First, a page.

G.R. Elton, 20 May 1982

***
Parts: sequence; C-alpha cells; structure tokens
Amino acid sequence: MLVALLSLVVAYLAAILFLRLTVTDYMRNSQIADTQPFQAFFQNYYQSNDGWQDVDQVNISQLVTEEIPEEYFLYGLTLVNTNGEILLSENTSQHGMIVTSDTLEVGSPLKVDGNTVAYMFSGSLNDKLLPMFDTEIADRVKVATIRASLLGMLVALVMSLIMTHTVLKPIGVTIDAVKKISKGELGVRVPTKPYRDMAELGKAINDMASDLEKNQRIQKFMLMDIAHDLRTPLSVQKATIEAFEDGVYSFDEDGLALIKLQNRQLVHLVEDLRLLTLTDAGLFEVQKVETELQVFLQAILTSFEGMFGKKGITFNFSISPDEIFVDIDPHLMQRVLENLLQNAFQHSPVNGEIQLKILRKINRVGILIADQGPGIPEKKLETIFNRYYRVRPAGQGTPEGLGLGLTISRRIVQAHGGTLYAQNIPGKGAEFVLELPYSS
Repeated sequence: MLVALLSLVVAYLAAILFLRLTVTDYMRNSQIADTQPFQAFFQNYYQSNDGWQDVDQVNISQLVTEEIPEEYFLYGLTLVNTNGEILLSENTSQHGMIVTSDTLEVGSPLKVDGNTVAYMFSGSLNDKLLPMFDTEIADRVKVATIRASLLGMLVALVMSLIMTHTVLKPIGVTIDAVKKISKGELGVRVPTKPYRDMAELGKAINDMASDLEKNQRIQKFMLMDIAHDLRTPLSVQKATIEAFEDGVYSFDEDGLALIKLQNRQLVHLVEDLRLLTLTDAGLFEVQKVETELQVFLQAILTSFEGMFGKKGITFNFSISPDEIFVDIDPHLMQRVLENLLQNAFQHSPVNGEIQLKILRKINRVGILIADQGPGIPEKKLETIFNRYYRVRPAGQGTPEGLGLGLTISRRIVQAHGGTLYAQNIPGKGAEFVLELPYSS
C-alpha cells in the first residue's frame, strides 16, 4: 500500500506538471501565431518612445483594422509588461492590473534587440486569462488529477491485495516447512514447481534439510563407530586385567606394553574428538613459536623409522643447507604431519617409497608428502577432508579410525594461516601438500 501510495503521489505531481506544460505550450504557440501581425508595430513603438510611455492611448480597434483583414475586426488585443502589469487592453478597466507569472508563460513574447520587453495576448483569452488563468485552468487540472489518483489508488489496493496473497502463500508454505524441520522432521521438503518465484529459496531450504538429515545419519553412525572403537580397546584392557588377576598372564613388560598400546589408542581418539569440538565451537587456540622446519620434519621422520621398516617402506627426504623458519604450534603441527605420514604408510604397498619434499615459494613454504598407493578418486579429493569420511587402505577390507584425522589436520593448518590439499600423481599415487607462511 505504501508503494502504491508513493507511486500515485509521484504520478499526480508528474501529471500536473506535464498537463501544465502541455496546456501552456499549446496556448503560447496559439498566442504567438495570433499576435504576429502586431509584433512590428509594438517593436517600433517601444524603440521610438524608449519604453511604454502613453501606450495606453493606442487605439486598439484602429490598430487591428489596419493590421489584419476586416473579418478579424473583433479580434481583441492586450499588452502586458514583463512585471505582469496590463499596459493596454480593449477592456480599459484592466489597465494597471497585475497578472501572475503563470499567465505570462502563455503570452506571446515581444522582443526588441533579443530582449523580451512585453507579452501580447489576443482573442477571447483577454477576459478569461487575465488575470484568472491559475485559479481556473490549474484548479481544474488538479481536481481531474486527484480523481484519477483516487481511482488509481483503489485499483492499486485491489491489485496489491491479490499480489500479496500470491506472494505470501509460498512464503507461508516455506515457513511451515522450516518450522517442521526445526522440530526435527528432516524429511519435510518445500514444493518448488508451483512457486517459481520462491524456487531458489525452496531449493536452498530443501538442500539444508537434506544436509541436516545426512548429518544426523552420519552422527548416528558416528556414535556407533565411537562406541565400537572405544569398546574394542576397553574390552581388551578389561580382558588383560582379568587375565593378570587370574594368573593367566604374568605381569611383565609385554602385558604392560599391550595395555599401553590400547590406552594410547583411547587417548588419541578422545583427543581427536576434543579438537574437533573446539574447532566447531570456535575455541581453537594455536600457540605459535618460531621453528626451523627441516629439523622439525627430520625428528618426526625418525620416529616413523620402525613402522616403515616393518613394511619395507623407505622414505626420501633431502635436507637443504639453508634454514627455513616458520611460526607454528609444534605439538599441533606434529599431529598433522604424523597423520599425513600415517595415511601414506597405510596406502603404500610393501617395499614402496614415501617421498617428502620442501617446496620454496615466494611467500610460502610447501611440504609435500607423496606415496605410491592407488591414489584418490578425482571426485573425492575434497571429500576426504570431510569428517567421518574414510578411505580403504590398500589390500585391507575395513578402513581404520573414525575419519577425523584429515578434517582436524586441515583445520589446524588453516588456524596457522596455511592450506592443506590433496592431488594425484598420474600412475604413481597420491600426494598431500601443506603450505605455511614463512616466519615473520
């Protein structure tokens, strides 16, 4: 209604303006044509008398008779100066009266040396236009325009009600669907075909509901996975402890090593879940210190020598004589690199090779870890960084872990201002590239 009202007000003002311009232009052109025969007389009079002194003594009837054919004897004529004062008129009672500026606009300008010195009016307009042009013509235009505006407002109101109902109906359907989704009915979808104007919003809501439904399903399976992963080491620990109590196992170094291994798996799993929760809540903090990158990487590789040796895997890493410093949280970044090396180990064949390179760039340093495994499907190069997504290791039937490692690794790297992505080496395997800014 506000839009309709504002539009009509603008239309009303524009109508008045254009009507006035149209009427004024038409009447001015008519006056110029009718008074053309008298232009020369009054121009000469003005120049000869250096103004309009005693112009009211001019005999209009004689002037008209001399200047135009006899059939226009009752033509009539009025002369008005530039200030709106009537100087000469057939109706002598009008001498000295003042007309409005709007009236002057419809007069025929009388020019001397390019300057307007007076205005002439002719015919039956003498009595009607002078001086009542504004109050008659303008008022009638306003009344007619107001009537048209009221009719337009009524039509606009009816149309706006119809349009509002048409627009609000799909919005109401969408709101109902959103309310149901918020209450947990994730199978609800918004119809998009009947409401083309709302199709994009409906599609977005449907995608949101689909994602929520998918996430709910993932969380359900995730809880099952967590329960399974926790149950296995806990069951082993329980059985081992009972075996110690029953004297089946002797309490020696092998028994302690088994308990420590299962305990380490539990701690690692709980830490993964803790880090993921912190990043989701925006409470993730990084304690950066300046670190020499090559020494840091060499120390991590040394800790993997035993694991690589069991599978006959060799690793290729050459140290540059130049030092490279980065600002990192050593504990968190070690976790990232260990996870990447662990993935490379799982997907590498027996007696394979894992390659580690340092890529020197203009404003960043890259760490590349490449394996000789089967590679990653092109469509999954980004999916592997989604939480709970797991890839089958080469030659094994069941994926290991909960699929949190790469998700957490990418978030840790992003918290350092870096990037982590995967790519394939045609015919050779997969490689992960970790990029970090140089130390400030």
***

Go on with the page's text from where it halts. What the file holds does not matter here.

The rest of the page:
Has there ever been a theme as much studied by English historians as the history of Parliament? At one time, indeed, it seemed almost to stand in for the history of the country itself: history equalled politics, and politics equalled Parliament. Stubbs structured the 14th and 15th centuries around what were, after all, intermittent and occasional meetings of this supposedly representative body; the Tudor century received blame for not having a true parliament, one worthy of the name, since the monarchs were supposedly allowed to do as they pleased with it; the origins, history and consequences of the Great Rebellion were seen to revolve around Parliament; and after 1660 everything became Parliament and parties, leading on to the zenith of their history in the 19th century. If this was whig history it affected tories in quite the same way. The layman may well wonder why work should still be done on the history of Parliament, that olive whose oil has surely long since been pressed from its desiccated flesh.